Last year saw worrying housing shortages in a number of university cities in the UK. In Leeds we were turning away larger than usual numbers of students at the back end of the summer as there were simply no rooms available.
Even before the proposed changes under the Renters Reform Bill, accommodation portal StuRents predicted that there would be a national shortfall of 450,000 student bedspaces by 2025.
Currently, most students sign a fixed 12-month contract for a full academic year and move in over the summer.
Students like the security of a fixed agreement, as do landlords; it'�s hard to re-fill a large student house half-way through the year with professionals or families.
In addition, Article 4 planning restrictions in many cities could prevent a landlord re-letting to students in the future if voids are backfilled with families or couples, as this could be seen as a change of use class.
Students secure accommodation well in advance of the next academic year as both tenants and landlords have a pre-determined end date when properties will become available again.
By prohibiting fixed tenancies, student tenants would only need to give a month'�s notice and could vacate at any point during the year.
This indefinite leave to remain means there is no guarantee that the property will become vacant for the following year, making it impossible for landlords (and prospective new tenants) to enter into a new tenancy agreement for the next academic year.
Leeds has about 37,000 students living in the city and there'�s a massive demand for housing as the universities, especially the University of Leeds, continue to grow.
In Leeds, shared student HMOs still provide the bulk of supply, despite Article 4 regulations curbing further expansion. This essentially means that bar the planning department having a complete change of heart, there'�s no likelihood of student HMO housing numbers increasing.
The current drafting of the Bill gives an exemption for Purpose Built Accommodation (PBSA) but not for the typical student house-shares.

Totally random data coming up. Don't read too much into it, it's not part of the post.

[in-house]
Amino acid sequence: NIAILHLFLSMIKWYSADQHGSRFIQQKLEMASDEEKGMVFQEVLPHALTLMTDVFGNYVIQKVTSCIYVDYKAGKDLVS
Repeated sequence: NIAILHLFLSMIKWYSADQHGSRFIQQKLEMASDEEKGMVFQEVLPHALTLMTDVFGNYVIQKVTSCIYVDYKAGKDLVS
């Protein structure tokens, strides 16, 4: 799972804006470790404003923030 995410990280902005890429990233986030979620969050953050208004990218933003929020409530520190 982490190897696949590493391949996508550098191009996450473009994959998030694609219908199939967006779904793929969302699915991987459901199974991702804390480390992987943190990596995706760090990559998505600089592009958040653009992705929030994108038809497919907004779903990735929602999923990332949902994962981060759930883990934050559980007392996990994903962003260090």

There is nothing wrong with PBSA '� some of the accommodation is excellent - but it'�s expensive and dilutes the student life-experience of proper communal living if it accommodates students for the full duration of a university education.
The number of PBSA bedspaces are growing, but not by enough to match demand. Many of the new blocks are also targeted at international students, and while we'�ve seen student HMO rents in Leeds increase by around 15% in the last 12 months, PBSA rents in Leeds are on average still �100 a week more expensive than HMOs. For many students there'�s a real affordability issue.
With supply and demand very delicately poised, Leeds is a city where - should student landlords exit if fixed tenancies are abolished - there are likely to be real issues for students in finding houses. There just isn'�t the capacity to pick up the slack if landlords leave.
University applications are down by around 2% for 2023 (compared to the post-Covid spike), but that is unlikely to provide enough breathing space.
The student landlords in Leeds we have spoken to are certainly twitchy, but I think most are waiting to see if amendments are made before they decide what to do.
In Scotland, Section 21 has already been scrapped and large numbers of landlords have left the student market. In cities like Edinburgh, students are couch-surfing, commuting from other cities, or simply cancelling courses.
Alongside landlord and university groups (including the University of Leeds) we have been lobbying for all student tenancies to be exempt, not just PBSA. It'�s not too late to avert a crisis, and there are noises coming out of Westminster that this is at least being considered. Fingers crossed that common sense prevails.
Richard Napier (main picture) is director of Sugarhouse Properties, a student and professional independent letting agency in Leeds.